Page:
A black and white picture made by a film camera is referred to as a “continuous tone” image. This is because the image is comprised of countless shades that go from white thru black with a smooth transition of tones.
When these images are migrated to books and newspapers, the procedure used, is to re-photographs them through a screen. The screen resembles a common window screen in that it consists of tiny squares. This process fractures the continuous image into countless dots; each has a discrete size based on the darkness or lightness of the image at that location. This image is called a “halftone” because a high percentage of the tones of the original are lost.
In modern times we fracture the picture into a grid consisting of millions of tiny fractions of the picture. Each of these picture elements or pixels is assigned a numerical value that communicates to the darkness or lightness of this tiny area of the picture. We call this process digitizing as the word “digit” corresponds to number, it is Latin for finger, we and do count on our fingers.
The digits used by the computer are only the 0 (zero) and 1 (one). We transmit them from place to place as a string of zeros and ones. A single such digit is called a “bit”. We generally send them in groups of four. The group of four digits is called a “nibble”. Two “nibbles” consist of eight digits and this group is called a “byte”. The 8 bit byte is used to transmit any value between 0 and 255 = 256 discrete values. In other words each pixel can have 256 levels of brightness.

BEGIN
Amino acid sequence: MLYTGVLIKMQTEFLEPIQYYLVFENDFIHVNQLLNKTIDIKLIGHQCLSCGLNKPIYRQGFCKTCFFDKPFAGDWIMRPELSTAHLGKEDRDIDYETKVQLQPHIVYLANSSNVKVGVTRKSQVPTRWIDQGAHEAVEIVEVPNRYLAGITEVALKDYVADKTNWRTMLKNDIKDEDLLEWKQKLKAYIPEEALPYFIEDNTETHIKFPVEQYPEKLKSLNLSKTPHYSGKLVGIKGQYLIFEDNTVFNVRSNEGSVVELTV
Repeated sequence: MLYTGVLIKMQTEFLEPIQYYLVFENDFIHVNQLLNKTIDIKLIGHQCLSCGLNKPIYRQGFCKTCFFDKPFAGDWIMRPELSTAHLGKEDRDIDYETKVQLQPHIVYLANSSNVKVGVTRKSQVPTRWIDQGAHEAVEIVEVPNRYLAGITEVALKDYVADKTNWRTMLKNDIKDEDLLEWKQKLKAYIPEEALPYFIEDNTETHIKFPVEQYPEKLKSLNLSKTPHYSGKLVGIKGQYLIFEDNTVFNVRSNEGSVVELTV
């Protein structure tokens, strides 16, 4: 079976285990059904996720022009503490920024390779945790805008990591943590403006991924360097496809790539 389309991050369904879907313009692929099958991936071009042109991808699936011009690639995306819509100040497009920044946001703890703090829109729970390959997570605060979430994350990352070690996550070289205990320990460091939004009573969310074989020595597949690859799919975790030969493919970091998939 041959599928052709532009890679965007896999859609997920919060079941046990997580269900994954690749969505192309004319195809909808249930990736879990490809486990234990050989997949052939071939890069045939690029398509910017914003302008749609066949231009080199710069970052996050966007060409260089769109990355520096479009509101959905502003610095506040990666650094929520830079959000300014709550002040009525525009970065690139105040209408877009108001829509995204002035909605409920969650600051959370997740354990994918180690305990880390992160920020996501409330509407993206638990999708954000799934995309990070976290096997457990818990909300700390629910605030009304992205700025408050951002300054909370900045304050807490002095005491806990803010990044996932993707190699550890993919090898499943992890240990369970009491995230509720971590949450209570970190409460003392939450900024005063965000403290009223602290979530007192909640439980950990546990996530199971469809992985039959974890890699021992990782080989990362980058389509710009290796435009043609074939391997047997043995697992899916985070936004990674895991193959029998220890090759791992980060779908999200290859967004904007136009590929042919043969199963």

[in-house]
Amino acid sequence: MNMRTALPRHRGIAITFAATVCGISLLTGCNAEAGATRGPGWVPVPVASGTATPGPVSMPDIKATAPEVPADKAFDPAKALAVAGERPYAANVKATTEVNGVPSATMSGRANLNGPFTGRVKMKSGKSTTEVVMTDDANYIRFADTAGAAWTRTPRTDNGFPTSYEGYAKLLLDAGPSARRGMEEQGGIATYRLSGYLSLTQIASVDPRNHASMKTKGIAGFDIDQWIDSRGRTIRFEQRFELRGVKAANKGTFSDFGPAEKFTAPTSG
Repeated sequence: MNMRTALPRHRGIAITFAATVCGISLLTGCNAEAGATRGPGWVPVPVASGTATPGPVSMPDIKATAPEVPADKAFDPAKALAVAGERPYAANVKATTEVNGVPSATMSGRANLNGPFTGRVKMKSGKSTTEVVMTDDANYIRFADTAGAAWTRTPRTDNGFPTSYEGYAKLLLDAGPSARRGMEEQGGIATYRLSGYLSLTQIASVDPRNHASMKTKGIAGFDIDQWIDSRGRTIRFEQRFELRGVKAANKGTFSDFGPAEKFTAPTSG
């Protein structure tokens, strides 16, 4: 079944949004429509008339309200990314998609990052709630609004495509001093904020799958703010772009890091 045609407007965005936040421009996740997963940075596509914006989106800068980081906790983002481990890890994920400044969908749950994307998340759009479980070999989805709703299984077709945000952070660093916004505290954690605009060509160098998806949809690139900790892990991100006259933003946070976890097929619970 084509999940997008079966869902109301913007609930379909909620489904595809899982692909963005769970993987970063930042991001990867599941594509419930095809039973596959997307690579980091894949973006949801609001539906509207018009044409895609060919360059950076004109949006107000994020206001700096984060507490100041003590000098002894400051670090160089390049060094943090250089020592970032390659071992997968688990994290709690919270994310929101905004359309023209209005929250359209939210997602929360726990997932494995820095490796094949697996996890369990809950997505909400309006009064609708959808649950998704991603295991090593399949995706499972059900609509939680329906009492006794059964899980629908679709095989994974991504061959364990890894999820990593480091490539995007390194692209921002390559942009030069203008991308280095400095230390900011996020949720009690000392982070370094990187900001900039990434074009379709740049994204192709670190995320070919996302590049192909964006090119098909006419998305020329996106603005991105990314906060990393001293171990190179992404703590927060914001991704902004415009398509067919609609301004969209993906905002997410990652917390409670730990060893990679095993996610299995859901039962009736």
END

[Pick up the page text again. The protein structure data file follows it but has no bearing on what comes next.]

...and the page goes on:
A satisfactory monochrome image can be transmitted via sending thousands, perhaps millions of 8 digit bites. Digital photography is truly a paint-by-number scheme. Next we needed a way to send color images by digital transmission.
The first color picture was made by the Scottish physics James Clerk Maxwell in 1861. He had experimented with colored light and deduced that we see via light sensitive receptors that are sensitive to red, green, and blue light, the “primary” colors. He made the first color photographic image by taking three black and white photographs. One uses a red filter, one with a green filter and one with a blue filter. He projected and superimposed these three black and white images. Each image was projected thru the filter used to take the picture. Using this method, he showed the world the first color photograph and proved that color pictures could be taken using the three primary colors, red, green and blue.
Modern photography uses Maxwell’s three color theory. Our cameras actually take three pictures simultaneously. These are digitized by the camera. Three digital signals are transmitted, one 8 bite red image, one 8 bite green image and one 8 bite blue image. Now 8 X 3 = 24. The total count is 24 bites per pixel to send a color picture. Sometimes we say the digital pixel consist of three sub-pixels, one for each of the three primary colors.